WHO’S IN THE BB HOUSE?

Mid Day - - HITLIST -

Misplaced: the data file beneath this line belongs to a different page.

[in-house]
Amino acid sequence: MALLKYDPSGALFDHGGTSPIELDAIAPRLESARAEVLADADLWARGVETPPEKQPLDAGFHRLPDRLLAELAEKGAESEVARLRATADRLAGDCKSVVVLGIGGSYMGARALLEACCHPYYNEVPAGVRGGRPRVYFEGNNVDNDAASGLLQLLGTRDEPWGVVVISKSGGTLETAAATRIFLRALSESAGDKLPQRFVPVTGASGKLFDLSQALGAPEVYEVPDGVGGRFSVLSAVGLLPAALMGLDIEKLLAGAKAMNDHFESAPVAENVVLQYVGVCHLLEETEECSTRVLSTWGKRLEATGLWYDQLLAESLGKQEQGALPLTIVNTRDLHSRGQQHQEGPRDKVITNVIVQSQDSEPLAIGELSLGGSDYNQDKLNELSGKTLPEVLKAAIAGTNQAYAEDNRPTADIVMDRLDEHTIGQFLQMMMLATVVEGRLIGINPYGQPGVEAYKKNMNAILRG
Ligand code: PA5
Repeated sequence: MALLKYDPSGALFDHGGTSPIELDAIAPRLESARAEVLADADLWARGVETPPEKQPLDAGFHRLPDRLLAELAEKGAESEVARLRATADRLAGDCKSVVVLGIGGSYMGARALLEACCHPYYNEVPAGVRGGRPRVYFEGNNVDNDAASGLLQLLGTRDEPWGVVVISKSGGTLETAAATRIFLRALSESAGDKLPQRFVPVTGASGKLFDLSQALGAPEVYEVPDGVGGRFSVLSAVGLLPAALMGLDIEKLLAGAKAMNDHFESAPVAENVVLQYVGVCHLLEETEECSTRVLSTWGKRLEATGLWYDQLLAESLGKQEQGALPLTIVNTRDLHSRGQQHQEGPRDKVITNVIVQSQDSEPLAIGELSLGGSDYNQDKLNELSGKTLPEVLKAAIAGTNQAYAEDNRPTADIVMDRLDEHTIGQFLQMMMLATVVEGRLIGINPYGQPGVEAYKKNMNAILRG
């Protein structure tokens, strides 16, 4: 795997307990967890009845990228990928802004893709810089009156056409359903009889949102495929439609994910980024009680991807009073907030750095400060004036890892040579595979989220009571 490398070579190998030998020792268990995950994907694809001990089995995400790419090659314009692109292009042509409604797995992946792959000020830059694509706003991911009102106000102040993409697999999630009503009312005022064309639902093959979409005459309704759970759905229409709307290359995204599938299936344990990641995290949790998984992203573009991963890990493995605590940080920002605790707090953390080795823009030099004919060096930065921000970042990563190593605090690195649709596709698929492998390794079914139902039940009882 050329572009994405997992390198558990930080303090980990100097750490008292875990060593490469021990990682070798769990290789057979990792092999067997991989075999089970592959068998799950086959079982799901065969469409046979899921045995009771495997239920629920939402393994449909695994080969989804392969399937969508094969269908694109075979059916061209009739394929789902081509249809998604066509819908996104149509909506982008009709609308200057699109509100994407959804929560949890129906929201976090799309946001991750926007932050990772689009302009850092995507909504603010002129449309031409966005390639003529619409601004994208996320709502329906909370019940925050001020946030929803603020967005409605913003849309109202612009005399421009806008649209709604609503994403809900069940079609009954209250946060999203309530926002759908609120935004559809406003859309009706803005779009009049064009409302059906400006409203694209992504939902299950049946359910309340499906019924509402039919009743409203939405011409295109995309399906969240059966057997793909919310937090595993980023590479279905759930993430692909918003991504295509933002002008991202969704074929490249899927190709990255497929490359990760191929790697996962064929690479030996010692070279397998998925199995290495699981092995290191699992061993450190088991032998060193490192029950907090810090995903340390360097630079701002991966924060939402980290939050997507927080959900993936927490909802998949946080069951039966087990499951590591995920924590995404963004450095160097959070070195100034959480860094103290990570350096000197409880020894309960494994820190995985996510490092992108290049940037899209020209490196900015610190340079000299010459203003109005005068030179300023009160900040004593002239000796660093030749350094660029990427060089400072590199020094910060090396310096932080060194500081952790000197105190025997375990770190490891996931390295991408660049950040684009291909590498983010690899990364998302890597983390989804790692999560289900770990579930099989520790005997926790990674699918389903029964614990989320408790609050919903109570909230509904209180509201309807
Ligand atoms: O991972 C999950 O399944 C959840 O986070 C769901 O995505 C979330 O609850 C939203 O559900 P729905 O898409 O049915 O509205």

When you have in­ter­est­ing char­ac­ters com­ing your way, fa­tigue doesn’t even fea­ture in the scheme of things. I’m on my toes and there’s a spring in my walk. I have slogged to get th­ese parts. Man­marziyaan is the last movie of the year. It re­leased with three other movies [Fan­ney Khan, Kar­waan and Vish­wa­roop 2] and had a po­lar­is­ing sub­ject, but I ex­pected it to work. I am not ‘con­ven­tional’ in the reg­u­lar terms, but I am not an in­die or off­beat ac­tor, call me new-age. Mulk was a massy film and I chose it be­cause I am a com­mer­cial moviewatch­ing au­di­ence. My choice of films is based on my mid­dle-class mind­set — will I spend R200 and two and a half hours on a film? I am not a cin­ema stu­dent. I am a Hindi movie au­di­ence and pre­fer a paisa va­sool movie any day. Like me, peo­ple’s idea of what is grat­i­fy­ing at the the­atres has changed too. It no longer means singing and danc­ing around trees. A film needs depth to be en­joyed by the con­sci­en­tious think­ing so­ci­ety. I may be po­lit­i­cally un­aware, but the sub­ject of Mulk was not alien to me. It’s the hard re­al­ity of our times and show­ing it on screen is bound to get peo­ple to the the­atres. The film was a brave sub­ject and I was sold on the in­ten­tion. If you talk math, I can tell you whether a film will profit or not af­ter the first screen­ing. The game and its rules aren’t some­thing I am thor­ough with. I learnt act­ing on film sets. I un­der­stand what peo­ple ex­pect of me and have stopped un­der­es­ti­mat­ing my au­di­ence. I am get­ting a hang of how to choose scripts. When I started off, I was hap­less, di­rec­tion­less, had no idea whom to seek ad­vice from or find so­lace in, but I am not con­fused any­more. I have re­gained, sure, but it’s not like I wouldn’t sub­mit my­self to a film like that again. Un­till my solo films cross R100 crores, I have to keep find­ing newer au­di­ence. Once they like me in massy films, I can plead my case with the ones that don’t be­long to the same pal­ette. On set, I had a ball of a time. It’s a film I’d watch for fun. When some­one wants to re­lax and not use their brains, such movies are a respite. For in­stance, Mulk had a heavy sub­ject, so much so that I would come back af­ter the shoot and watch Gos­sip Girl. It re­ju­ve­nates some­one who gets con­sumed by work 12 hours ev­ery day. Hard-hit­ting con­tent will lose im­pact if not for such films. Act­ing can be men­tally ex­haust­ing. Af­ter a long sched­ule of Man­marziyaan, I brought the char­ac­ter of Rumi home with me. I was ag­gres­sive and ready to punch any­one. My sis­ter was pet­ri­fied of me. [Laughs] I am an in­stinc­tive ac­tor. If some­one is slyly tak­ing pic­tures of me, I won’t apol­o­gise for break­ing their phones. Come up po­litely and ask, I will oblige. It is a story where a woman’s feel­ings mat­ter as much as a man’s. Rumi might not be so­cially ac­cept­able, but she has the spine to not care, which is as­pi­ra­tional. She is a lot like me in many ways. As a cul­ture, we are dif­fer­ent from the West. Imag­ine a set up like Os­cars where artistes openly crit­i­cise po­lit­i­cal hon­chos. Here, if we speak up against a re­gres­sive so­cial norm, stones are pelted at our homes. Women here are vul­ner­a­ble and af­fected by what peo­ple think be­cause that’s how we are con­di­tioned. But I am hope­ful; things will change. Speak­ing up in this so­ci­ety is a test of a woman’s strength and her spirit. Gen­der in­equal­ity is my big­gest prob­lem with this in­dus­try. I have an is­sue with the lesser foot­falls for a fe­male pro­tag­o­nist film. A-lis­ters don’t agree to do movies when fe­male ac­tors have meatier roles. Till date, I strug­gle to get ac­tors to star with me. When I am open to do­ing small parts in big films, I think ac­tors too should be al­right with it [like Ak­shay Ku­mar in Naam Sha­bana]. The bloated male ego is punc­tured by women far­ing well, so women aren’t down­right dis­missed any­more. The re­sponse now is — we will see.

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